This is a large part of the reason the Stampede was cancelled instead of postponed.  Other large, global events such as the Boston Marathon and the Kentucky Derby have been postponed until September. The Calgary Stampede decided not to postpone but instead canceled because there was no guarantee that Alberta’s ban on large gatherings or international travel would be lifted by the fall.  

Calgary Stampede spokeswoman Kristina Barnes said, “With the safety of our community front of mind, and given the ongoing ban on large gatherings in our province, it simply wasn’t possible to plan for a postponement. The intrinsic ties with both the Western Fair circuit and North American Fair circuit, particularly with the midway [complicates matters and] is indicative of the extremely detailed coordination that is required to hold an event like the Stampede, and how our planning is intertwined with other fairs and festivals.”

This is a devastating blow to Calgary already reeling from years of recession and record low energy prices. On average over the past five years, the Stampede has generated $79.2 million in gross revenue. The 2019 Calgary Stampede contributed a $227.4-million boost to Calgary’s economy.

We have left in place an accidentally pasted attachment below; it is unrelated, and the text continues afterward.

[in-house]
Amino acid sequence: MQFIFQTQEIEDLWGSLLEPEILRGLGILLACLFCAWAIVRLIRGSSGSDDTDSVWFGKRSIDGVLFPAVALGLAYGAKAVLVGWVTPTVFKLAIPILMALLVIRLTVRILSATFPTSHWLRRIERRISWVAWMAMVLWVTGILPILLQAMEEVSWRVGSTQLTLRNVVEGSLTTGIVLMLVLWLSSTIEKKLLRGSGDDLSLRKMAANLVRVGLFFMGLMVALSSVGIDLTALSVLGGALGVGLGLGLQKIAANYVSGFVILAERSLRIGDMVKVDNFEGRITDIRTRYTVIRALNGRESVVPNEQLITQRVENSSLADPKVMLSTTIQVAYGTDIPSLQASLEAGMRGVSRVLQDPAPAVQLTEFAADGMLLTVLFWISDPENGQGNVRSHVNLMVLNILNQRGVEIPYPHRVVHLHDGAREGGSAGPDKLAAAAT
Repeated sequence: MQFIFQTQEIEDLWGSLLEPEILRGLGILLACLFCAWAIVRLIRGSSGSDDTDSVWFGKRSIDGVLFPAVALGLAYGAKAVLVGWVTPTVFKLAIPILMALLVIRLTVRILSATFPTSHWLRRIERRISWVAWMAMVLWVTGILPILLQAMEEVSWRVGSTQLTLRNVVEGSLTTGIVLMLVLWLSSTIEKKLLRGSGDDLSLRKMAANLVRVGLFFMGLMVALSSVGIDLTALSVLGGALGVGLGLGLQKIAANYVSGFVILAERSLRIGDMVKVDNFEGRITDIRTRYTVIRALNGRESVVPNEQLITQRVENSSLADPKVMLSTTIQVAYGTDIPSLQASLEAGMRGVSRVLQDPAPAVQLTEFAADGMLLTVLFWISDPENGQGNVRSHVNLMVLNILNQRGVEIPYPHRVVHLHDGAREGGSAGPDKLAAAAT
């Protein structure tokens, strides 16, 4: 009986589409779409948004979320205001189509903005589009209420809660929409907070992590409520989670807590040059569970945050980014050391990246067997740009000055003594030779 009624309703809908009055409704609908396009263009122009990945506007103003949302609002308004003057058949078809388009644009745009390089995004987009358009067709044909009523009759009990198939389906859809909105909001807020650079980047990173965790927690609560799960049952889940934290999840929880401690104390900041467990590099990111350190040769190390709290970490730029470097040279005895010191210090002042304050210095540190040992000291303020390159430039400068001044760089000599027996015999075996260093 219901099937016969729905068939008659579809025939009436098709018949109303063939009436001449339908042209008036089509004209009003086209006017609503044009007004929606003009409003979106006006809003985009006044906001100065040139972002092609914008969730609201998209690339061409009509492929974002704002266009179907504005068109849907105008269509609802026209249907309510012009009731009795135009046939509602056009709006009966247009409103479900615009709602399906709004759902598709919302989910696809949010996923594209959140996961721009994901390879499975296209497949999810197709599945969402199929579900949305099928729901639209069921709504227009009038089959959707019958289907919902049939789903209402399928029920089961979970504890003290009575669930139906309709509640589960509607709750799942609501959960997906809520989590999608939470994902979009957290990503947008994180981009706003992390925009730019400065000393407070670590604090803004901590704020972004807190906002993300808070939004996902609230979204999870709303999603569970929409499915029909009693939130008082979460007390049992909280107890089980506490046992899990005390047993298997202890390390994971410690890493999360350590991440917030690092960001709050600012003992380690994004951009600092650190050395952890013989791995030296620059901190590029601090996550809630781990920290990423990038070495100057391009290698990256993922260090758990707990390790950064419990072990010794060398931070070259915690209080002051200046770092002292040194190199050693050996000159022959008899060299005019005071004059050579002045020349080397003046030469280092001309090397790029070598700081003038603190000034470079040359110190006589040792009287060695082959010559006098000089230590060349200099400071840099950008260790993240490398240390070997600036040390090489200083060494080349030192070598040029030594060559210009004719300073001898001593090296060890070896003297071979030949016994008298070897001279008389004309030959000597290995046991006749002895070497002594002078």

Many Stampede vendors worry about the financial effect. For some, such as Alberta Boot Company, the Stampede month represents half their annual sales.

President and Chairman of the Board of the Calgary Stampede, Dana Peers acknowledged that cancelling Stampede impacts many Calgary businesses including hotels, restaurants, vendors, ride-sharing services, and more. 

It will also be challenging for athletes who invest significant amounts of money in their animals and have training, farrier and veterinarian expenses. Without sponsorships or winnings it will be a difficult time for cowboys.

Charities such as the Rotary Club of Calgary also face a challenge. The Rotary club raises two thirds of their budget through the sale of tickets for the Stampede Rotary Dream Home. Without the stampede it will be a challenge to replace this.

For Calgarians, summer without stampede will be difficult but when you get bucked off, you dust yourself off and get back in the saddle. Hopefully in 2021 Calgary Stampede will do just that. 

Tessa Littlejohn is a Columnist for the Western Standard